Louis Armstrong (1901-1971) is widely regarded as one of the most innovative and influential figures in jazz, known for both his trumpet improvisations and his distinctive singing voice. He also broke down numerous racial divides in the music and entertainment worlds, becoming the first Black performer to get featured billing in a major Hollywood film ("Pennies From Heaven," 1936) and the first Black host of a national radio show (Fleischmann's Yeast Show, 1937). Born in New Orleans in 1901, Armstrong grew up impoverished in a racially segregated city. He dropped out of school in fifth grade to work, and developed a close relationship with a local Jewish family that gave him odd jobs and nurtured his love of music. By the age of 11, Armstrong wound up in the Colored Waif’s Home for Boys, where he joined the band and studied the cornet in earnest. Upon his release from the home in 1914, he began working as a musician on Mississippi riverboats and other local venues. His reputation skyrocketed, and by the early 1920s he moved north, performing and recording with jazz bands in Chicago and New York. Throughout the 1920s and '30s, Armstrong made dozens of records with his own and many other ensembles, toured extensively, and began performing in Broadway productions and movies. After some business and health setbacks, and in response to changing musical tastes, Armstrong scaled his group down to a six-piece combo in the 1940s and resumed touring internationally, recording albums and appearing in movies. Some of his biggest popular hits came in the later years of his career, including "Hello Dolly" (1964) and "What A Wonderful World" (1967). His grueling schedule took its toll on his heart and kidneys and in 1968 he was forced to take time off to recuperate, but he began performing again in 1970. Armstrong died in his sleep in July 1971, just a few months after his final engagement at the Waldorf-Astoria in New York. This honorary street naming identifies this block of 107th Street as the location of the Louis Armstrong House Museum, formerly the home of Armstrong and his fourth wife, Lucille Wilson. After Lucille’s passing in 1983, she willed the home and its contents to the city of New York, which designated the City University of New York, Queens College to administer it. The house was designated a National Historic Landmark in 1976 and a New York City Landmark in 1988. The archives became accessible in the 1990s, and the historic house opened for public tours in 2003. It also now serves as a venue for concerts and educational programs.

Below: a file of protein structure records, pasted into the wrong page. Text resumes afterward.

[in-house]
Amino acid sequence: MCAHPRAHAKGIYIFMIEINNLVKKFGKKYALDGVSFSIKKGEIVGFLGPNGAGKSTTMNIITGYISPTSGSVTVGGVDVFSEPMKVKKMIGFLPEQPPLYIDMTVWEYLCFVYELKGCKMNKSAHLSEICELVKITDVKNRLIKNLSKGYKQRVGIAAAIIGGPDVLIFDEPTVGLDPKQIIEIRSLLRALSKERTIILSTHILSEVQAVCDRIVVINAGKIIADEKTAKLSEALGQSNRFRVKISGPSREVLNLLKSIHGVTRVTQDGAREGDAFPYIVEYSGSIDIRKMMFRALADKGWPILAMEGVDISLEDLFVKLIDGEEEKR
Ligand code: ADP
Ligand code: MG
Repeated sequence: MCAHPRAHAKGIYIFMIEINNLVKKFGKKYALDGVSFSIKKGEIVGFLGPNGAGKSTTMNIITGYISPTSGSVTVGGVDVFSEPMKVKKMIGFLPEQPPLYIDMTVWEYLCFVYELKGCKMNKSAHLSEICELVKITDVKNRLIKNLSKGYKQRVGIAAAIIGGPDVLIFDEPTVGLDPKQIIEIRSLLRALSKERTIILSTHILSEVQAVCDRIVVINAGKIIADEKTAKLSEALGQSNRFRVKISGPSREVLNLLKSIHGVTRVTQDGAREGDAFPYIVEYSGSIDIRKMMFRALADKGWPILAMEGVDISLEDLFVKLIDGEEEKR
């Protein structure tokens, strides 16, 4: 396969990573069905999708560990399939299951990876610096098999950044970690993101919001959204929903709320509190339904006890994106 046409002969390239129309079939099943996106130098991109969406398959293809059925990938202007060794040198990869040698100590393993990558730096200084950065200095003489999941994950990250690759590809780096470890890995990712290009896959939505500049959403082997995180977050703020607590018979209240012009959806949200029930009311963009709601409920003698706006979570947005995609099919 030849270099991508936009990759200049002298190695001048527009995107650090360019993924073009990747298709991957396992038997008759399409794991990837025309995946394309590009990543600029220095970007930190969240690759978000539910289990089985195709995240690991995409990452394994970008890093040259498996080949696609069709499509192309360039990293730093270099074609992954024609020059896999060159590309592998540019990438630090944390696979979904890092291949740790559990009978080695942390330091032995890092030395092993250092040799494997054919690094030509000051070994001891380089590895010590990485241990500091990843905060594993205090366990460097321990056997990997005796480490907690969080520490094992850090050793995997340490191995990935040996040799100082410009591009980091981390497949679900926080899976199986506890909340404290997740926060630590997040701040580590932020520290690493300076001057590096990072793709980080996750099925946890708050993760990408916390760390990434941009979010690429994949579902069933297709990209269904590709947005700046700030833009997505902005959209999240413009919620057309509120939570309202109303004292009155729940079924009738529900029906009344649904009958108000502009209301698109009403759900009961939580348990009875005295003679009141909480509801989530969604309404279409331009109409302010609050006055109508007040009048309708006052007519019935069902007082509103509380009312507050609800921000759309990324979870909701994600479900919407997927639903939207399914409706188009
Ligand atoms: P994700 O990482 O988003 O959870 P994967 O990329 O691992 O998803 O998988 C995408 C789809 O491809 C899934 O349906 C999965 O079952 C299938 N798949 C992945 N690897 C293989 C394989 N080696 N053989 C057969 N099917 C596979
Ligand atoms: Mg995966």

Frank Carrado Way icon